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Hill v. National Collegiate Athletic Association

California Supreme Court
865 P.2d 633 (1994)


Hill (plaintiff) and other student athletes at Stanford University objected to the National Collegiate Athletic Association’s (NCAA) (defendant) drug testing program and brought suit in state court alleging  violations of their right to privacy. The trial court found for Hill, holding that the drug testing program violates the students’ privacy interests by requiring them to (1) disclose medications they were using and other information related to medical conditions; (2) urinate in the presence of a monitor; and (3) provide a urine sample that revealed the chemical and other substances in their bodies. The trial court additionally held that student athletes do not use drugs more frequently than regular college students and thus, there was no “compelling need” for drug testing. The court noted that the program was “overbroad” because it banned “useful” over-the-counter medications and prescription drugs “designed to improve the health of the athlete” and that the NCAA failed to show that certain drugs such as amphetamines, diuretics, marijuana, and heroin, actually enhanced athletic performance. The NCAA appealed.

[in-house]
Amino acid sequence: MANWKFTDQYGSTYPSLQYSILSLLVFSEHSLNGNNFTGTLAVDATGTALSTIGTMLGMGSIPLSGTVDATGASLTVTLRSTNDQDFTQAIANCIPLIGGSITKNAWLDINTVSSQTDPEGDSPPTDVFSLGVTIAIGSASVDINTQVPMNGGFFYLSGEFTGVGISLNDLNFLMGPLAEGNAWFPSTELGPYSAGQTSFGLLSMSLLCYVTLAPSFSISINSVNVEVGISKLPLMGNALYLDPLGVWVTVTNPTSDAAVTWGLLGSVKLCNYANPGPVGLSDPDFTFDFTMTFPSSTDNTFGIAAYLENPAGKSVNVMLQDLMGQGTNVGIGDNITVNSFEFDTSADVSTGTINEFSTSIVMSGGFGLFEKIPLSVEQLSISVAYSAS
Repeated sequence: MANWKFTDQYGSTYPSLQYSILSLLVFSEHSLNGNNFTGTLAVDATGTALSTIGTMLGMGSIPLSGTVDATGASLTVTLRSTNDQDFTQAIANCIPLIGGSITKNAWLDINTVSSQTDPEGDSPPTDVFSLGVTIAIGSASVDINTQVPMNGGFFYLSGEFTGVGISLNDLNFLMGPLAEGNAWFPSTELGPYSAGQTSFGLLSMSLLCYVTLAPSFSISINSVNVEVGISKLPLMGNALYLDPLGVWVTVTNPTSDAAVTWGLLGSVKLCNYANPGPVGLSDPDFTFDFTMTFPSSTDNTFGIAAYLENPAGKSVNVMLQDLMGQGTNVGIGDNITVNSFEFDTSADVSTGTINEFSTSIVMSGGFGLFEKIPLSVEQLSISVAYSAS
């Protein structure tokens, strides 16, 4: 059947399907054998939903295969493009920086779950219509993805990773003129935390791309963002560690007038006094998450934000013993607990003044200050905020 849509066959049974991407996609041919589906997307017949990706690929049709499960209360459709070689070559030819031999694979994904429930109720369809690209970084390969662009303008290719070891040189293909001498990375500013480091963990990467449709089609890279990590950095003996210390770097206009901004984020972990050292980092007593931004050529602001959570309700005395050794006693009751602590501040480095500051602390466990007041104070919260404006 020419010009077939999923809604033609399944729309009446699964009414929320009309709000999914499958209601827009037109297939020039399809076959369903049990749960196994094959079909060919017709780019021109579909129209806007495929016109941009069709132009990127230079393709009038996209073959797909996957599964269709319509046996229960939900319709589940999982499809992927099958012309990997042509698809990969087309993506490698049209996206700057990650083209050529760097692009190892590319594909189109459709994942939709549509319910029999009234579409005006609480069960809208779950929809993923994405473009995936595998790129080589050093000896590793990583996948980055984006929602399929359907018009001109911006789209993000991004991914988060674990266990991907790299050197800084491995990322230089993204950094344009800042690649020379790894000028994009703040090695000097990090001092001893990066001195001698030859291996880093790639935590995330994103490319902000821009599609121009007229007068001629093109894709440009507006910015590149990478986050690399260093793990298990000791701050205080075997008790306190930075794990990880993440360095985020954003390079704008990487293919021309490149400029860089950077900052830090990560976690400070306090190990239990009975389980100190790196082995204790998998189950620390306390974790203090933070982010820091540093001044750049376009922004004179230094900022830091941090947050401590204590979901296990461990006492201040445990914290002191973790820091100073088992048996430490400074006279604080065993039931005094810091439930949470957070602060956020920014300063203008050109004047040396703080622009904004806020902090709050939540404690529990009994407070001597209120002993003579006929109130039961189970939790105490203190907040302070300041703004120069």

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Holding and Reasoning (Lucas, C.J.)

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